Austrian Conductor to Lead Pittsburgh Symphony
Thursday, January 25, 2007
The Pittsburgh Symphony Orchestra, which has established itself as one of the country's preeminent ensembles over the past decade, yesterday named the Austrian conductor Manfred Honeck as music director.
Honeck, 48, will begin his initial three-year contract with the orchestra in September 2008, conducting eight weeks in his first season and 10 weeks in subsequent seasons, with additional time set aside for touring. As luck would have it, Honeck is already scheduled to conduct the National Symphony Orchestra in three concerts at the Kennedy Center next week, in a program of Verdi, Saint-Saens and Tchaikovsky, so Washington will be the first U.S. city to hear him after his new appointment.
The choice of Honeck marks a change of direction for the Pittsburgh Symphony, which has been led for most of the past two seasons by a troika consisting of artistic adviser Andrew Davis, principal guest conductor Yan Pascal Tortelier and endowed chair guest conductor Marek Janowski. The orchestra's last more-or-less full-time music director, Mariss Jansons, stepped down in 2004, and it has remained unclear until recently whether he would ever be replaced.
Larry Tamburri, the orchestra's president and CEO, said the PSO had "gained a good deal" from the three conductors. But "we have concluded that a strong, central leader is important to enhancing the artistic excellence of this orchestra. We have found that leader in Manfred Honeck."
Honeck grew up in Austria and joined the Vienna Philharmonic Orchestra in 1983, serving first as a violinist and then as a violist. He moved to conducting in the early 1990s, and recently concluded his tenure as music director of the Swedish Radio Symphony Orchestra, where he had served from 2000 to 2006. In addition to his duties in Pittsburgh, Honeck is music director of the Staatsoper Stuttgart and principal guest conductor of the Czech Philharmonic. He has also conducted the Chicago Symphony Orchestra and the Los Angeles Philharmonic.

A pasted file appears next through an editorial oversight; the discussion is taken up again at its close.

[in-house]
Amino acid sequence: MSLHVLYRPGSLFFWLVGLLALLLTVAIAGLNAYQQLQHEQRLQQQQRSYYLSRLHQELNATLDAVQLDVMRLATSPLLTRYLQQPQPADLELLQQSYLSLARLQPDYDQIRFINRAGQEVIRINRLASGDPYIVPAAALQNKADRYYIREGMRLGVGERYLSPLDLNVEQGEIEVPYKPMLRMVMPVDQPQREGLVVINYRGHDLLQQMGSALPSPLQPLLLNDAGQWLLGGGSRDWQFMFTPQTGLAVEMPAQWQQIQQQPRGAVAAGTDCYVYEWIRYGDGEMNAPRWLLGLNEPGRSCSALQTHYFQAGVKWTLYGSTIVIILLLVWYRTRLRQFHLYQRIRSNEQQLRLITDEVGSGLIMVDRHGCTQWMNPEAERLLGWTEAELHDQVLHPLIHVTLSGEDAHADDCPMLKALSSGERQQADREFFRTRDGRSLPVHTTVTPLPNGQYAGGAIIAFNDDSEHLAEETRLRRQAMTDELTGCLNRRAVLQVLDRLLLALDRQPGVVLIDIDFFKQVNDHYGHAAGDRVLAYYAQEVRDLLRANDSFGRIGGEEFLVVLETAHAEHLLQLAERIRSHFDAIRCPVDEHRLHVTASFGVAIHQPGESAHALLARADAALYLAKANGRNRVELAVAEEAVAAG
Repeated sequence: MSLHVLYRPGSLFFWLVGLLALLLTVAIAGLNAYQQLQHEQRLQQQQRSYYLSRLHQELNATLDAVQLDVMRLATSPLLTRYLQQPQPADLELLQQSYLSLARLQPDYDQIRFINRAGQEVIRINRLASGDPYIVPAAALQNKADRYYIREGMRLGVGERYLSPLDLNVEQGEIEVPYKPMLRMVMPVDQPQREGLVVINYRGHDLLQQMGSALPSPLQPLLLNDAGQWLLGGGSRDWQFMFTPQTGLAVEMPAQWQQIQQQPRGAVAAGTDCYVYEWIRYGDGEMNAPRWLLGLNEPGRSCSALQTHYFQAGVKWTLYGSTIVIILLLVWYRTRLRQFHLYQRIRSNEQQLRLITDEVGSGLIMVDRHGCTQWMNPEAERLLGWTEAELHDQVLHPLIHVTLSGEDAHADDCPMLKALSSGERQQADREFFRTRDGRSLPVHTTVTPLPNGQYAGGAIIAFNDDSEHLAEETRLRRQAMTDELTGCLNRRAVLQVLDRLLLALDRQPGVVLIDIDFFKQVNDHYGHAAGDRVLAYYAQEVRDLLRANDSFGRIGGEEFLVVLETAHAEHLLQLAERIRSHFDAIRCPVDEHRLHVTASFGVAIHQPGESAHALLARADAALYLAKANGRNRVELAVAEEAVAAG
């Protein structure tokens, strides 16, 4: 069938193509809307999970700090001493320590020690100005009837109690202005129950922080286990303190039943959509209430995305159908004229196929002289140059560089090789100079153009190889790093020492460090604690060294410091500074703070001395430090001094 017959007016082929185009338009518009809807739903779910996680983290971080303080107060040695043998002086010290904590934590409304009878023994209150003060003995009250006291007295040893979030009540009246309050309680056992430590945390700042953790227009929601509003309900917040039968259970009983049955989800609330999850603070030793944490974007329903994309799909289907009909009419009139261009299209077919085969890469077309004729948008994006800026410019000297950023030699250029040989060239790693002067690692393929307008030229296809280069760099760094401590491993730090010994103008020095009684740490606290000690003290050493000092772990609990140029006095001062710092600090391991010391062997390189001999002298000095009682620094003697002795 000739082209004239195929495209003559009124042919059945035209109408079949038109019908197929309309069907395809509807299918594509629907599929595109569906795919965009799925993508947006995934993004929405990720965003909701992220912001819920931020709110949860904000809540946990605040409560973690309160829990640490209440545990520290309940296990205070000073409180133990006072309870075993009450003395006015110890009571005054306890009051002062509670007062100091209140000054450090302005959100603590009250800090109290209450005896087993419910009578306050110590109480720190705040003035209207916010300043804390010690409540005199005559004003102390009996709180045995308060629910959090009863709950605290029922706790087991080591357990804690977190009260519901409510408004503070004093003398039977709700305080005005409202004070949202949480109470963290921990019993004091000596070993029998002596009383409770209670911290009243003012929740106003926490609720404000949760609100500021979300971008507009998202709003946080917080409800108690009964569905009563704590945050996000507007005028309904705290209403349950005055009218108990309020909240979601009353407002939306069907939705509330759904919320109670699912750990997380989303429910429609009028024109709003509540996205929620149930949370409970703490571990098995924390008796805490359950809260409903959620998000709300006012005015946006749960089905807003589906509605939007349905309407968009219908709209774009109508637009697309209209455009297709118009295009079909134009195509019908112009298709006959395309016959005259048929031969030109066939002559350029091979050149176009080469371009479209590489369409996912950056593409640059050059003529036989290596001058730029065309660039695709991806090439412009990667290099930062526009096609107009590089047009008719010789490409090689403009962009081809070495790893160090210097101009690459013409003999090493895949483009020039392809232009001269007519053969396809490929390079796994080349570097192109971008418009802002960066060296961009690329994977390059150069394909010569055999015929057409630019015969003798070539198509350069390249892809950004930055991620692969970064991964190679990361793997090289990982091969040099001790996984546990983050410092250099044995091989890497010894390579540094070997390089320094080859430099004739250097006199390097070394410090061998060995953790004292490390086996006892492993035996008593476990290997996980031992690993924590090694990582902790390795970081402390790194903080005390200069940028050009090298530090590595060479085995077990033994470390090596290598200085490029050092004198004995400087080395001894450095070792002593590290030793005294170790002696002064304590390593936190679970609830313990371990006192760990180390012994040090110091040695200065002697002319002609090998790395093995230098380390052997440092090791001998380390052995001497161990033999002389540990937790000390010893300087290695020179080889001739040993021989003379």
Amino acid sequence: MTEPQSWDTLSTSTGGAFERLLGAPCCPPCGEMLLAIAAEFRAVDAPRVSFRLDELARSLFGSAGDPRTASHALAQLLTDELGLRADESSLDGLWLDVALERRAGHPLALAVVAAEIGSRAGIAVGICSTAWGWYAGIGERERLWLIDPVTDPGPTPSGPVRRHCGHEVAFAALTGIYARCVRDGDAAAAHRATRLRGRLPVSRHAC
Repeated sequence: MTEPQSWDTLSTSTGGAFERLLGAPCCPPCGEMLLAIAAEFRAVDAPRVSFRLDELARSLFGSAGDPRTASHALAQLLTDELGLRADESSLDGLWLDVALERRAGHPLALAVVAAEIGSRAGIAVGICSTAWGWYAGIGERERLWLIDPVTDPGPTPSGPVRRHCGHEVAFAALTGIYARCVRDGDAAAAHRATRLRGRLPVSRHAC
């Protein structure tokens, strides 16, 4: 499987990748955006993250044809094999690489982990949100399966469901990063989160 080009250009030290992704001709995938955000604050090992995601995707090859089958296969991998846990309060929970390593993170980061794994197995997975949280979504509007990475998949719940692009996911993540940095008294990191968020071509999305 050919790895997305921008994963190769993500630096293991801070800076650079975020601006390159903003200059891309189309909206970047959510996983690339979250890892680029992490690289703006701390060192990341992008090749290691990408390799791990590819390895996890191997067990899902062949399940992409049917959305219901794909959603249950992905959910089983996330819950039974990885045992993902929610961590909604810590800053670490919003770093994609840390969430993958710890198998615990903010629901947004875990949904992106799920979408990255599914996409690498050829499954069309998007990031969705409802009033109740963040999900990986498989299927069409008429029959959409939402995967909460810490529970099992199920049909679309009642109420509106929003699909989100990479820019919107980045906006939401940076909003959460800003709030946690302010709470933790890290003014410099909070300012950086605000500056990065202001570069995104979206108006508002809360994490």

He made his debut with the Pittsburgh Symphony only last May, and Pittsburgh Post-Gazette music critic Andrew Druckenbrod immediately noted the "robust chemistry" between orchestra and conductor. "The orchestra was agog," Druckenbrod wrote. "It hung on his every movement, following his sudden diminuendos and crescendos and more than abiding his blistering tempos. The ensemble was tremendous. For an orchestra that usually raises a wary eye at a newbie, this was amazing stuff."
Honeck would seem to agree. "It is no exaggeration to say that the orchestra and I got on like a house on fire," he said in a statement. "Right from our first encounter I realized that with these highly professional and motivated musicians, it would be possible to convey a vivid message much needed in today's world of classical music."
The NSO is currently in search of a new music director to replace Leonard Slatkin when he steps down at the end of the 2007-2008 season.